Strong Return Potential in Direct Lending

High rates cooled deal activity in direct lending last year, which typically accounts for about half of the global corporate private debt market. But with average yields above 12% in 2023, the strategy also generated strong returns for investors. 

Spreads on new deals have narrowed in early 2024. But we expect the base rate used to price direct corporate loans to finish 2024 around 4.5%—well above the sub-1% levels that prevailed for years after the global financial crisis. That will keep new-issue yields in private credit above historical levels, which should add up to high return potential for investors.

Some borrowers will struggle with high rates. That will put a premium on a manager’s ability to build resilient portfolios rooted in strong upfront underwriting, appropriate structuring and active portfolio management across existing positions. But relative stability in rates and narrowing bid-ask spreads should help increase overall deal volume.

The Energy Transition Continues

Private lenders remain at the forefront of financing the clean energy transition, and lending against solar and battery storage infrastructure is particularly attractive, in our view.

Of course, the path of the energy transition around the world hasn’t been a straight one, and we don’t expect that to change. The capital intensive, complex nature of these projects and the volatility created in recent years by high borrowing costs demand a selective approach that prioritizes organic cash flow and the control that comes with strong covenants.

We see a lot to like at the top of the capital structure. This includes loans secured by hard assets and the financing of ground leases, which give investors first claim on project cash flows. In the US, the Inflation Reduction Act promotes clean energy build-out through expanded federal tax credits, which provides new investment opportunities, particularly with banks pulling back from such financing in anticipation of stricter global capital requirements.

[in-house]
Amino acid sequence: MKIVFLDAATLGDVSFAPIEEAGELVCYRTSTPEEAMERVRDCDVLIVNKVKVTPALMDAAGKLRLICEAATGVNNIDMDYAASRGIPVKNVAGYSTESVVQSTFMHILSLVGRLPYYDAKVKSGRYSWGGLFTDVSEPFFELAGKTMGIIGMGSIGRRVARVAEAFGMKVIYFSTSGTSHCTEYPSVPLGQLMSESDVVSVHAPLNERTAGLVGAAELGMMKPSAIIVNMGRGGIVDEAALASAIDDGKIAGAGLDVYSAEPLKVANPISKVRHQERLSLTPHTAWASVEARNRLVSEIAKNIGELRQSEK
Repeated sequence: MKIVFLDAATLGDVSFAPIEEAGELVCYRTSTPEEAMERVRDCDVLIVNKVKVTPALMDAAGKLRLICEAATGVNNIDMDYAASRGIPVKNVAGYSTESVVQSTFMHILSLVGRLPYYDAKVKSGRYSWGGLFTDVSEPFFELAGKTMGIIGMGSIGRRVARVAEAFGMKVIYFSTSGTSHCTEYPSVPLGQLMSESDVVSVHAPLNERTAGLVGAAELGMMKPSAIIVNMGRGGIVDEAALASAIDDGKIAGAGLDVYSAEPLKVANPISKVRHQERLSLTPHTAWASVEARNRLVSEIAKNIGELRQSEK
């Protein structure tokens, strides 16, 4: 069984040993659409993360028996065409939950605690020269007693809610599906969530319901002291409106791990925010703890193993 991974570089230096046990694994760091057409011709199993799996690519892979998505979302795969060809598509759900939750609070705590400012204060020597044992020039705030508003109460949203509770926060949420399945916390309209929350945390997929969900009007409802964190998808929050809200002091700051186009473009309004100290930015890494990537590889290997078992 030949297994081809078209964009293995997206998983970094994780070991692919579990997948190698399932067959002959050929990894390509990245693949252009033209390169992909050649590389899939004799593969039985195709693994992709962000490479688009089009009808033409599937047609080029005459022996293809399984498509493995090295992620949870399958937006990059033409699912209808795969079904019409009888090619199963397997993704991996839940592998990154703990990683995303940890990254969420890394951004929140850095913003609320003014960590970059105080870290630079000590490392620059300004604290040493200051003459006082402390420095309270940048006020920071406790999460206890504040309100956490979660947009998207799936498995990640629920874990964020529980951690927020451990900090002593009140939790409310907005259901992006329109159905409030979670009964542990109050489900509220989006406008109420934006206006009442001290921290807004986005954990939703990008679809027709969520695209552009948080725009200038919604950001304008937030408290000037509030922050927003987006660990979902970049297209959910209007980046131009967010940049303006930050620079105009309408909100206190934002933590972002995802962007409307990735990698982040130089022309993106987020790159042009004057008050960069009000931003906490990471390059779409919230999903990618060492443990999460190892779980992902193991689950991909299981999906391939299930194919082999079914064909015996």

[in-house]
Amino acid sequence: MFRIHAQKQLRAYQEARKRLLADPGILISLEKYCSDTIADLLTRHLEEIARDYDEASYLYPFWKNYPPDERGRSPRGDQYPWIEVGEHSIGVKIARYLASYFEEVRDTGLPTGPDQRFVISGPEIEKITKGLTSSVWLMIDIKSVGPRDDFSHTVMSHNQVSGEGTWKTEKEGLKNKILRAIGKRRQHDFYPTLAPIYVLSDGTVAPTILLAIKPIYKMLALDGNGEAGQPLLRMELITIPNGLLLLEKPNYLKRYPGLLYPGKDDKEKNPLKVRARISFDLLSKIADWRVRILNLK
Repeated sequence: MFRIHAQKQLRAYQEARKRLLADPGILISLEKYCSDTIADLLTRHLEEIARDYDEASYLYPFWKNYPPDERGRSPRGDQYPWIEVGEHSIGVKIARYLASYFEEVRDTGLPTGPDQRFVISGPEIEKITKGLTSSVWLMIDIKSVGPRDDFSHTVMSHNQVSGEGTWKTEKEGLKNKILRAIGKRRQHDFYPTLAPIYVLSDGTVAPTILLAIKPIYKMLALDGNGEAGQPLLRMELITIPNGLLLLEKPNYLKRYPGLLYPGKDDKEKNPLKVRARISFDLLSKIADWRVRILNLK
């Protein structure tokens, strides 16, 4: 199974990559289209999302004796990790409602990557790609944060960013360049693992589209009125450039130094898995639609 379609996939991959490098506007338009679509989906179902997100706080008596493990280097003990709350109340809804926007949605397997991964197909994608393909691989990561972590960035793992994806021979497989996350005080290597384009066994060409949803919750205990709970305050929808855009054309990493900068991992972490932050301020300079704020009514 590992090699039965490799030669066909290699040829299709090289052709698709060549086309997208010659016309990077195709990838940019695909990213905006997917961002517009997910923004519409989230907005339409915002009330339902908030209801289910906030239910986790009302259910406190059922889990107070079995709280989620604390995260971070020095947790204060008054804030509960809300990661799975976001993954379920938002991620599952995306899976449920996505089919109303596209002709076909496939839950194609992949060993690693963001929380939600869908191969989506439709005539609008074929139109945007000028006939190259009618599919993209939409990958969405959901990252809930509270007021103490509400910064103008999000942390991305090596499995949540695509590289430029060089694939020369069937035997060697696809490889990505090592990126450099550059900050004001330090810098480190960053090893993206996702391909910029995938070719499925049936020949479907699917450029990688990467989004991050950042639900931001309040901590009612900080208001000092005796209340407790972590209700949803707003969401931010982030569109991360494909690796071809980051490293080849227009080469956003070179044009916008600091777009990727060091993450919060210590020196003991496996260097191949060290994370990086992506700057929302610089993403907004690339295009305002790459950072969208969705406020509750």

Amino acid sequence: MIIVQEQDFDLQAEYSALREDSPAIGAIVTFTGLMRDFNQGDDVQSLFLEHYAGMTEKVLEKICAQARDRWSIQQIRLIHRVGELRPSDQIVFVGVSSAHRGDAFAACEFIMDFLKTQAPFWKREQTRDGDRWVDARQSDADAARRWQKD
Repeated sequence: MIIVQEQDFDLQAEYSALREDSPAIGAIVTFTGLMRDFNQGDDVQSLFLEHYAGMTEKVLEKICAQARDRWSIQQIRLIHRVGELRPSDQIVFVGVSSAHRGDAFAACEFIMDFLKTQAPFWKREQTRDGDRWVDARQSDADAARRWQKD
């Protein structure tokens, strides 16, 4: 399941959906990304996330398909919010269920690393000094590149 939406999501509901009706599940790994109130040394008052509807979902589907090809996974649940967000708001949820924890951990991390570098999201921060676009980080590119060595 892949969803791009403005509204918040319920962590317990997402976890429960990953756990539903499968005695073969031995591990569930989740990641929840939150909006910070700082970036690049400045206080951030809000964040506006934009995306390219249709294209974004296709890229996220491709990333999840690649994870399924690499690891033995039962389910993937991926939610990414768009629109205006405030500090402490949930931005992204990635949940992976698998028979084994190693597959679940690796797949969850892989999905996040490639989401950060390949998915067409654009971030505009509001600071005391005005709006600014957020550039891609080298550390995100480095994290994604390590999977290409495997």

Bank Retreat Puts Focus on Consumers

Those stricter global banking regulations, along with income statement and balance-sheet pressures, are also causing small and medium-sized banks to cut back on consumer lending. In the US, more than $1 trillion in household deposits have left the banking system since 2022.

Private investors are increasingly filling the void, either by partnering with banks and providing fresh capital to originate new loans or buying banks’ “back book” of performing and nonperforming consumer and commercial loans at a discount (Display).

These asset-backed strategies—sometimes referred to as specialty finance—involve lending against pools of cash-flowing assets or loans across consumer, residential mortgage and transportation end markets. They represent an important growth area in private credit but remain underrepresented in private asset allocations.

Consumers—in the form of a growing global middle class with the means and motivation to travel—are also driving opportunities in new asset classes and strategies. This includes aircraft leasing, which also benefits from aircraft supply constraints.

For all of these strategies, higher-for-longer interest rates will create some hurdles. But the overall economic outlook is promising. Yields look set to stay well above their levels before the pandemic, while the market for private credit continues to grow at a fast clip. In our view, that’s good news for lenders and investors alike.

Related: Fixed-Income Outlook: Seeing the Forest Beyond the Trees